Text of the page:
The Dallas Cowboys have now gone 25 years without a Super Bowl trip. How close are they to ending that streak? Their 6-10 record this season indicates America's Team is a long way off, but 2020 was also a Murphy's Law year, where everything that could go wrong pretty much did. The first order of business, of course, is settling business matters with Dak Prescott, the quarterback who's in line to get a new contract of Mahomesian proportions. Locking up Dak would be seen as a win, but it will also make team-building more difficult, with a significant amount of cap space tied up in one player. Dallas needs to be smart and efficient to build a long-term winner and finally get back to the Big Game.
The run of six titles and nine Super Bowl appearances was glorious, but it couldn't have been easy for many Pats fans who watched Tom Brady and Rob Gronkowski hoist the Lombardi Trophy for another team on Sunday night. This all feels like the hangover after an incredible party that seemed like it would never end. New England has much work ahead, but while on the subject of Brady and Gronk, the Pats would do well to come out of this offseason with young new options at quarterback and tight end.
The Panthers reportedly made a serious offer in their attempt to land Matthew Stafford. It didn't work out, but it all checks out for a franchise -- and, specifically, an owner in David Tepper -- that is willing to take big swings in the quest to build a sustained winner in Charlotte. To that point, Deshaun Watson remains a fascinating potential option in the trade market. Carolina would offer Houston the ability to send the disgruntled star out of conference and out of mind (in theory, anyway). A potential trade package would start with the eighth overall pick in April's draft and expand from there.
Daniel Jones is coming off a disappointing second season, but you're not hearing the Giants mentioned much in speculation surrounding veteran quarterbacks on the move. Perhaps that's by design as part of a stealth, seek-and-acquire plan by GM Dave Gettleman, or -- and this isn't nearly as exciting -- Big Blue still believes in Jones and wants to see him on the field with a healthy Saquon Barkley and an improved supporting cast in 2021. To be fair, a strong case can be made for either option.
The Eagles took a big step toward a fresh start by replacing Doug Pederson with new head coach Nick Sirianni, but they can't truly turn the page until their inevitable divorce from Carson Wentz is finalized. Reports indicate that could come as soon as this week, and a healthy asset return in a trade of the former No. 2 overall pick would set the franchise up well, with a promising young quarterback in Jalen Hurts ready to take center stage.
John Elway has handed team-building duties to new GM George Paton, who told the media last month it will be his responsibility to awake a "sleeping giant" in Denver. Five years ago, it was the Broncos celebrating a Super Bowl title, but the seasons since have been filled with frustration and failed expectations. Paton has big decisions to make: Should the team stick with Drew Lock at QB? Should Denver pick up the pricey option on Von Miller during a time when the three-time All-Pro is under criminal investigation? There are quality roster pieces already in place, but Paton has much work to do as the Broncos attempt to catch up to the Chiefs in the AFC West.
What is going on in Houston? The Texans have frustrated fans and alienated players with their decision-making and front-office hierarchy, but NFL Network Insider Ian Rapoport reports the team remains focused on retaining disgruntled star Deshaun Watson. The problem, of course, is that recent NFL history tells us that players of Watson's ilk hold the leverage in these staredowns, and he might ultimately leave the Texans with no other choice but to trade a 25-year-old quarterback on a Hall of Fame trajectory. This feels like the darkest timeline.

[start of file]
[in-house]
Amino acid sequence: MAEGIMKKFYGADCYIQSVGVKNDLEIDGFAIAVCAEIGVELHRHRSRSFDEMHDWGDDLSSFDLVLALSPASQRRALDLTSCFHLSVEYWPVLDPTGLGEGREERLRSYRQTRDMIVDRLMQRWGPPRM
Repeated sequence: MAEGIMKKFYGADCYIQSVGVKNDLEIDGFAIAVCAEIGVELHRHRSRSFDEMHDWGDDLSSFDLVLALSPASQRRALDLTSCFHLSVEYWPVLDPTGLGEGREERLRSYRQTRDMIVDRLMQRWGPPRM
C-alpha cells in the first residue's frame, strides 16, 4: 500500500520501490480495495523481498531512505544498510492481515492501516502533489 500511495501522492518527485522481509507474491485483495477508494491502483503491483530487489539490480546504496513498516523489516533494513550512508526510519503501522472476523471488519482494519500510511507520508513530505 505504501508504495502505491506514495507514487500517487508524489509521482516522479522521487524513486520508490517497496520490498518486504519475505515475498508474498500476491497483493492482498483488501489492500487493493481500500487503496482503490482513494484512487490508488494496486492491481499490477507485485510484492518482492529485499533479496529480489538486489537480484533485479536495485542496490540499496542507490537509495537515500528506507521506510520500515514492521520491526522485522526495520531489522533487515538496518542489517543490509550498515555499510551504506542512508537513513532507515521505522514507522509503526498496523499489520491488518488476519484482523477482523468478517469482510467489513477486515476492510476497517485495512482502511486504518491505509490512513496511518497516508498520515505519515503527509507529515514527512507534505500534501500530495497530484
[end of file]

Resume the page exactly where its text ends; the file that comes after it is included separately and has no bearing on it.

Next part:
The Bengals allowed No. 1 overall pick Joe Burrow to take a beating in his rookie year, one that was ultimately ended prematurely by a terrible knee injury. Burrow's rehab from reconstructive surgery appears to be on track, and now Cincinnati needs to apply common sense and put its focus this offseason on protecting its most prized asset. Consider it a major surprise if Cincinnati doesn't pour millions of dollars and draft picks into fixing the offensive line. Take the road map of the Cleveland Browns and follow it closely.
It wasn't easy to say goodbye to Matthew Stafford, but give the Lions credit for maximizing the trade potential of their one-time franchise cornerstone. The blockbuster deal with the Rams netted two first-round picks to expedite the Detroit rebuild under a new regime, as well as a quarterback in Jared Goff who is not nearly the liability the Rams seemed to present him to be in the final weeks of that relationship. Goff might never ever reach the expectations that came with his status as a No. 1 overall pick, but he can play and produce at a high level when surrounded with the right scheme and talent. Under the category of "reclamation projects," you could do a lot worse.
The skies suddenly seem a lot brighter over Florham Park following the successful courtship of Robert Saleh, the head coach who's become the face of a new era of Jets football. New York enters a crucial offseason with ample cap space and two first-round picks, including the second overall selection. The Jets are well set up to make a serious run at Deshaun Watson, and they also have the option to complete their organizational reboot with a new quarterback or use their cap freedom and draft riches to give Sam Darnold a second lease on life in Gotham. No matter the course, you get the feeling the Jets have people in charge who know what they're doing. It's been a minute.
The Jaguars got their man in Urban Meyer, and soon enough, they'll have their franchise quarterback in Trevor Lawrence. Now comes the next big decision for the Jaguars brain trust: Do they go all out in free agency with the goal of building an immediate contender around their generational prospect at QB -- or do they take a more conservative, measured approach to team-building in what will be a deep rebuild in Jacksonville? Either way, it's hard not to get excited about the future in Duvvvvvvvvvvvvvvval.